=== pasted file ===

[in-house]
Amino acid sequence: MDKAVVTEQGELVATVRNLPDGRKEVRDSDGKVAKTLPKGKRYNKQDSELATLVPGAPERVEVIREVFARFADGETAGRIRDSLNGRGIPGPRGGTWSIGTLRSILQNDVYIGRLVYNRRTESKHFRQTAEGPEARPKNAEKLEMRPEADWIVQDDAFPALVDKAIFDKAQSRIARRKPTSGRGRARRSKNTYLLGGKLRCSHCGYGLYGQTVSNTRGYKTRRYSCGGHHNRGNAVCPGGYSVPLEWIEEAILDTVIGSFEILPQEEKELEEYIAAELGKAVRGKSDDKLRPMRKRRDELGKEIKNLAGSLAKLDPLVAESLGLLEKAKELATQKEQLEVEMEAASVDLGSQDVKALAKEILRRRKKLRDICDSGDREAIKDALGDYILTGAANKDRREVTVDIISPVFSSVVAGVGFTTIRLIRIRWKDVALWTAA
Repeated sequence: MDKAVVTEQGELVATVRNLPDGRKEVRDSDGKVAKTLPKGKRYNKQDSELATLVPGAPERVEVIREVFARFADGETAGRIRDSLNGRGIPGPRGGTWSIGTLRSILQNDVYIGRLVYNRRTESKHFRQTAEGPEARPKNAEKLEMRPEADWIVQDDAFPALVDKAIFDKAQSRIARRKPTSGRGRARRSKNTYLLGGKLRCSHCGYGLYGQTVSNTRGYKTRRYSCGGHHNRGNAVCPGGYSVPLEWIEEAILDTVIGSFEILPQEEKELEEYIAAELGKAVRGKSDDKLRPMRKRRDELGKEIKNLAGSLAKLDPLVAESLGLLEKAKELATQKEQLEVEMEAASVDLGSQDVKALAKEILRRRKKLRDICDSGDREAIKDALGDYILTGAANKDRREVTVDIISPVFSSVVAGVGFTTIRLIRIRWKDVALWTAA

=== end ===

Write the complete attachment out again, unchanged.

[in-house]
Amino acid sequence: MDKAVVTEQGELVATVRNLPDGRKEVRDSDGKVAKTLPKGKRYNKQDSELATLVPGAPERVEVIREVFARFADGETAGRIRDSLNGRGIPGPRGGTWSIGTLRSILQNDVYIGRLVYNRRTESKHFRQTAEGPEARPKNAEKLEMRPEADWIVQDDAFPALVDKAIFDKAQSRIARRKPTSGRGRARRSKNTYLLGGKLRCSHCGYGLYGQTVSNTRGYKTRRYSCGGHHNRGNAVCPGGYSVPLEWIEEAILDTVIGSFEILPQEEKELEEYIAAELGKAVRGKSDDKLRPMRKRRDELGKEIKNLAGSLAKLDPLVAESLGLLEKAKELATQKEQLEVEMEAASVDLGSQDVKALAKEILRRRKKLRDICDSGDREAIKDALGDYILTGAANKDRREVTVDIISPVFSSVVAGVGFTTIRLIRIRWKDVALWTAA
Repeated sequence: MDKAVVTEQGELVATVRNLPDGRKEVRDSDGKVAKTLPKGKRYNKQDSELATLVPGAPERVEVIREVFARFADGETAGRIRDSLNGRGIPGPRGGTWSIGTLRSILQNDVYIGRLVYNRRTESKHFRQTAEGPEARPKNAEKLEMRPEADWIVQDDAFPALVDKAIFDKAQSRIARRKPTSGRGRARRSKNTYLLGGKLRCSHCGYGLYGQTVSNTRGYKTRRYSCGGHHNRGNAVCPGGYSVPLEWIEEAILDTVIGSFEILPQEEKELEEYIAAELGKAVRGKSDDKLRPMRKRRDELGKEIKNLAGSLAKLDPLVAESLGLLEKAKELATQKEQLEVEMEAASVDLGSQDVKALAKEILRRRKKLRDICDSGDREAIKDALGDYILTGAANKDRREVTVDIISPVFSSVVAGVGFTTIRLIRIRWKDVALWTAA